As far as a device supporting both HDA and AC97, if that's indeed the case, it's either two PCI functions (logical devices) supported by one device, or two separate devices entirely. It remains that AC97 and HDA are not compatible at all, they use entirely separate drivers and implement entirely different interfaces.

Technologov: Given that the Realtek drivers seem to work poorly or not at all for many users I don't think it makes any sense for VBox guys to add them to guest additions when people that really want to try them can install them themselves..

comment:44 Changed 4 years ago by verdy_p

Hmmm... the SB16 emulation does not work in the 32-bit version of VirtualBox (running on a 32-bit version of Windows, and hosting a 32-bit version of Windows).

So the reason is somewhere else, and the response about missing 64-bit support is not relevant. I even suspect that there's a common bug explaining why *both* the SB16 and ICH emulations are not working as intended.

Are you effectively supporting all the needed ressource mappings (IO ports or mapped memory segments, in various 8/16/32-bit mode, possibly using optional DMA channels, and effectively raising the correct IRQ)?

Are the emulated device registers returning the correct flags? Are these registers honoring the correct distinctions between read and write accesses? Are read-write access to registers effectively altering the contents of other related registers? When a register is used to index and remap other registers in the allocated IO space (for example to map audio data buffers in the small IO space before writing to them), is this setting remembered? Are they throwing the expected events (notably IRQs and NMI, but also status flags when not using DMA but just simple polling every time frame)? Do you support all the needed register access orders used by drivers? Are their reported values updated timely and in order (notably status registers, and pending IRQs once they have been handled in the guest OS, in order to allow freeing buffers in the audio queue)? What happens if the guest OS itself uses its own local virtualization (notably for memory-mapped device registers)?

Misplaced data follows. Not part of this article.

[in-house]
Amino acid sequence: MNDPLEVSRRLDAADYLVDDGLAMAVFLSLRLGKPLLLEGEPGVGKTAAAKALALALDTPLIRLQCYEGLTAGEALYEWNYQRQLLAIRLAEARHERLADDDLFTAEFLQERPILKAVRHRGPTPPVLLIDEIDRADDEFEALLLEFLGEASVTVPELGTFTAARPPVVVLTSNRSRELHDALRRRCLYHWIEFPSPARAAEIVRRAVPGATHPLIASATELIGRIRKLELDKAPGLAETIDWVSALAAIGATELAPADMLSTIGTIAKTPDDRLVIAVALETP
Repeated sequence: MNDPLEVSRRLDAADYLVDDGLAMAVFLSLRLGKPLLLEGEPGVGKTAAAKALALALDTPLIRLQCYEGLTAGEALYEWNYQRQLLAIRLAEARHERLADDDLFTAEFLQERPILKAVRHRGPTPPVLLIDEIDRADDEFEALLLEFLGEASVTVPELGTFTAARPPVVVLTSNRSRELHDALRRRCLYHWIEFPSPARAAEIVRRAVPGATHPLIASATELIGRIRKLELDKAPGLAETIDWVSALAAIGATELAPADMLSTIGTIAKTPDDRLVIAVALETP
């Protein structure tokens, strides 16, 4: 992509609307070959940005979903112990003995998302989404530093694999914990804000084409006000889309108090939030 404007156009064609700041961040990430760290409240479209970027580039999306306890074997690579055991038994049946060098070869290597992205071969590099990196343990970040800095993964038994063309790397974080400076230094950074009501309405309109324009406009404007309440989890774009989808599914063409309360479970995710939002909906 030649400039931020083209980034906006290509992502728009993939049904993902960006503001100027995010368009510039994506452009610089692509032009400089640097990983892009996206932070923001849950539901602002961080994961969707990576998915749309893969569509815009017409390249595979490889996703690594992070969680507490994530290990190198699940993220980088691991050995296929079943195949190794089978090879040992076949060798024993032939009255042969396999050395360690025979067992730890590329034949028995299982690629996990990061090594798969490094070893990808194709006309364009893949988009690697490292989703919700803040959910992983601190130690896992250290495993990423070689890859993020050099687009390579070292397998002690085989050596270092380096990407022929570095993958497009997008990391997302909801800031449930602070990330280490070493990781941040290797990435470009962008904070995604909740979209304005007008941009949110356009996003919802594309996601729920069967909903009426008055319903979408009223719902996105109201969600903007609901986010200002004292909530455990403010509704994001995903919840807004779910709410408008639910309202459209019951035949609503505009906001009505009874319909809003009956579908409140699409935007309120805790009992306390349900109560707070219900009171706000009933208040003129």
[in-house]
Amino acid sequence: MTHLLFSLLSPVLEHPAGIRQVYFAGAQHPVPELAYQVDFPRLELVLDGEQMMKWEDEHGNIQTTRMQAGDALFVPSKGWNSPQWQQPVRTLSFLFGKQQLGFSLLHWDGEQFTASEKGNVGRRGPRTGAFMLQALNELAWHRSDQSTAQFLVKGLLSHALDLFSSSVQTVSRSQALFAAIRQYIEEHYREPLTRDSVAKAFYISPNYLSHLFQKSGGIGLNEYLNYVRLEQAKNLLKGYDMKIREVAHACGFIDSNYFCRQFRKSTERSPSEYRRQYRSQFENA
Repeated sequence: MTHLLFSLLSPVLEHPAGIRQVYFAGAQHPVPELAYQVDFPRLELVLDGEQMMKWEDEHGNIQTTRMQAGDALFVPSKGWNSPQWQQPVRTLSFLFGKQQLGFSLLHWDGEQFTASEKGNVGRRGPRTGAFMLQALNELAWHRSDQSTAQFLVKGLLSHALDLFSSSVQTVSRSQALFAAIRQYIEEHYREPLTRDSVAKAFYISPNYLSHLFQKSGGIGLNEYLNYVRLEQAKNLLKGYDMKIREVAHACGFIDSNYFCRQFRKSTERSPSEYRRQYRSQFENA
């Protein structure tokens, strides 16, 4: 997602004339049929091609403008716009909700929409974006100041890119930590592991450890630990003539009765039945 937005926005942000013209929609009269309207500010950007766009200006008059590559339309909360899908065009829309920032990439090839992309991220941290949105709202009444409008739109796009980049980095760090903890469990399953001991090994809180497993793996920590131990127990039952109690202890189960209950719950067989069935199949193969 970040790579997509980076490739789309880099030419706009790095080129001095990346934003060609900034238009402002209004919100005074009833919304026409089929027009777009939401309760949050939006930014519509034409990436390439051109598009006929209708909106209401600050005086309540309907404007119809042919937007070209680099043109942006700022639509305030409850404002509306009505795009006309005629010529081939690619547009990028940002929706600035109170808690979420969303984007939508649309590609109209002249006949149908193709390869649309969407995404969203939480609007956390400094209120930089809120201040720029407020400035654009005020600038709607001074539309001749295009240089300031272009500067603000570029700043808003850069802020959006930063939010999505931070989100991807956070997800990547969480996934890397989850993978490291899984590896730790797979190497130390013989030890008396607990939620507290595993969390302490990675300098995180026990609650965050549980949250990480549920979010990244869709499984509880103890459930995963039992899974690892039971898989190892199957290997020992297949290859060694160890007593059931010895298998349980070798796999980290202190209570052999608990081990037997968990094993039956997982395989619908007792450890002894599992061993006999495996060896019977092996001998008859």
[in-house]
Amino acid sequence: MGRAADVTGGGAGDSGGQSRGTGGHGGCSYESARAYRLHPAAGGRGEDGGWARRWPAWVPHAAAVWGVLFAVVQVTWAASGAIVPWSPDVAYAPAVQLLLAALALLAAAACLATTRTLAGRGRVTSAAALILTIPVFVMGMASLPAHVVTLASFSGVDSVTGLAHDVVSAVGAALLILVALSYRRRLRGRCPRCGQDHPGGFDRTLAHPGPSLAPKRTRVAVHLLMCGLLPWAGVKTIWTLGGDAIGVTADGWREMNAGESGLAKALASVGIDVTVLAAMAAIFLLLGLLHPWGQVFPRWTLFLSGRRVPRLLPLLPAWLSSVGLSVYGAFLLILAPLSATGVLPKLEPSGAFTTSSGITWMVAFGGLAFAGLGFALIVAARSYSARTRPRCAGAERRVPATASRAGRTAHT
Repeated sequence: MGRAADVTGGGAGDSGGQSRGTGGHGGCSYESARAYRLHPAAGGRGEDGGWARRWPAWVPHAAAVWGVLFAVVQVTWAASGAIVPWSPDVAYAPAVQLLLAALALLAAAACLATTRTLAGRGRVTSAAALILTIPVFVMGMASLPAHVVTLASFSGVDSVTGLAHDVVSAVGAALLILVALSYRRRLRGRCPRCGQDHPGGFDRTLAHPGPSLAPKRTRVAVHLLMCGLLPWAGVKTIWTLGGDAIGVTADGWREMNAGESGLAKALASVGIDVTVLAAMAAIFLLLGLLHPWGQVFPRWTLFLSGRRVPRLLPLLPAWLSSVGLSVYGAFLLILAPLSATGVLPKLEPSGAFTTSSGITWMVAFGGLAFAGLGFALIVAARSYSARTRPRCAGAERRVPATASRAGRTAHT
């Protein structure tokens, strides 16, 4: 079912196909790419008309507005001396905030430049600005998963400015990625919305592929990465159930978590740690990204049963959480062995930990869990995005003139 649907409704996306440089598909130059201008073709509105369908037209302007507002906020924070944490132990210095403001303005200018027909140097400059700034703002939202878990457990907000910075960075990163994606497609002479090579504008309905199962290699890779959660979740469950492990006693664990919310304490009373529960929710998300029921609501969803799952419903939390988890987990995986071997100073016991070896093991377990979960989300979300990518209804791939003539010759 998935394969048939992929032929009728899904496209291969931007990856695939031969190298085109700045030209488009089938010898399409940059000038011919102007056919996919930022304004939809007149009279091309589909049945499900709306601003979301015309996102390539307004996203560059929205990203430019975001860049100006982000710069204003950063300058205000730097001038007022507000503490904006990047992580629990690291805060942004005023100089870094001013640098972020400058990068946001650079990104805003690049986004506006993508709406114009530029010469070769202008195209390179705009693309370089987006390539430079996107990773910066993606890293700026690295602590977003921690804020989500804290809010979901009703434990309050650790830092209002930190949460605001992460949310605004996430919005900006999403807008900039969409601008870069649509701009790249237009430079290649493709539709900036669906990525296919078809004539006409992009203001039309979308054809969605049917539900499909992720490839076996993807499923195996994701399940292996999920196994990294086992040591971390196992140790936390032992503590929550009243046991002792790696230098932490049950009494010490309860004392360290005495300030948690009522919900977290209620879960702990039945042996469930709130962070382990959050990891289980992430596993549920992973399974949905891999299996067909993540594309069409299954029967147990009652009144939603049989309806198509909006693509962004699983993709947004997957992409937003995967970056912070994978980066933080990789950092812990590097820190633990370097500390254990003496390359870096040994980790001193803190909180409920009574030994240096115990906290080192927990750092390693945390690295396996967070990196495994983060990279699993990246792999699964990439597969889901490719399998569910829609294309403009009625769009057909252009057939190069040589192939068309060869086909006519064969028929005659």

Are you correctly describing the ressources to the guest and honoring the PCI allocations requested by the guest according to the PCI capabilities that were given? Are you supporting power management states described in the ICH specifications (for powering on the device only when it starts being used), or do you assume that these virtual devices will be always on and that the guest's driver will not verify it ?

comment:45 Changed 4 years ago by verdy_p

An alternative: can you build your own logical audio device specification for Windows and simplify the interface in you own driver, by using your existing VM entry function, instead of depending on various IO/memory/DMA/IRQ ressources and working modes? This is what Microsoft apparently did in VirtualPC (and it works very well). This approach would mean that you would have to create and port this driver to various guest OSes (not just Windows, but also MacOSX, Linux, FreeBSD, NetBSD, Solaris, OpenVMS and others that can run on a x86 or IA64 or AMD64-based VM... using their own developement tools, instead of relying on their existing drivers), otherwise the device will not be enumerated and detected. But at least if this can help solve the problem for Windows hosts, and performance issues caused by a complex PCI/PnP emulation layer...

comment:46 Changed 4 years ago by sandervl73

  • Status changed from new to closed
  • Resolution set to duplicate

There's too much nonsense here, so I'll create a new ticket and close this one.

Please take this discussion to the forum. I've asked this before and will delete unrelated comments in the future.

comment:47 Changed 4 years ago by sandervl73

  • Summary changed from AC97 audio doesn't work on Windows 7 64bit guest to AC97 audio doesn't work on Windows 7 64bit guest -> duplicate of #2785

comment:48 Changed 4 years ago by verdy_p

Why did you need to restrict this bug to Win64 guest when closing it? The same defect also occurs on Win32 host running a Win32 guest, as well as on Win64 host running a Win32 guest.

I don't think this is specific to the guest (even if sound works on the same machine using the same version of VBOX installed on the same host OS, to run a 32-bit or 64-bit Linux guest: the difference is only in the subset of the device capabilities used by the guest's driver), but lies somewhere in the host part, i.e. directly in the device emulation layer implemented in VBox, which does not properly emulate the device it is supposed to emulate.